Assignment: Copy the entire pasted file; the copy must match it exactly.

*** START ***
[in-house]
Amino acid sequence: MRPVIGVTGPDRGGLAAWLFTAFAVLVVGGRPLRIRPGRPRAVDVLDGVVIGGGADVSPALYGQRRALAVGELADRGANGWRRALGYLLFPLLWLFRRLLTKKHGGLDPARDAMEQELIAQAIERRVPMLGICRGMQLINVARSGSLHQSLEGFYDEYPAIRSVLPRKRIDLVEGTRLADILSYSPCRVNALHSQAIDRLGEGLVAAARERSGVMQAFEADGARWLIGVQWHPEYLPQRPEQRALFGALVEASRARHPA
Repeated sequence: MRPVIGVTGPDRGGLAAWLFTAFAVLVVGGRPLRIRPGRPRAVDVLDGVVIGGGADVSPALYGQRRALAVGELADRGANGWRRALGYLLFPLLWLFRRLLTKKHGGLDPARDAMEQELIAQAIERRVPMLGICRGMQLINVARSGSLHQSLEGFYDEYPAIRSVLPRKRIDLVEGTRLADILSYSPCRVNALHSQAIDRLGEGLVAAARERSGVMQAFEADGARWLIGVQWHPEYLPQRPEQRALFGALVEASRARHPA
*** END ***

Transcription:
[in-house]
Amino acid sequence: MRPVIGVTGPDRGGLAAWLFTAFAVLVVGGRPLRIRPGRPRAVDVLDGVVIGGGADVSPALYGQRRALAVGELADRGANGWRRALGYLLFPLLWLFRRLLTKKHGGLDPARDAMEQELIAQAIERRVPMLGICRGMQLINVARSGSLHQSLEGFYDEYPAIRSVLPRKRIDLVEGTRLADILSYSPCRVNALHSQAIDRLGEGLVAAARERSGVMQAFEADGARWLIGVQWHPEYLPQRPEQRALFGALVEASRARHPA
Repeated sequence: MRPVIGVTGPDRGGLAAWLFTAFAVLVVGGRPLRIRPGRPRAVDVLDGVVIGGGADVSPALYGQRRALAVGELADRGANGWRRALGYLLFPLLWLFRRLLTKKHGGLDPARDAMEQELIAQAIERRVPMLGICRGMQLINVARSGSLHQSLEGFYDEYPAIRSVLPRKRIDLVEGTRLADILSYSPCRVNALHSQAIDRLGEGLVAAARERSGVMQAFEADGARWLIGVQWHPEYLPQRPEQRALFGALVEASRARHPA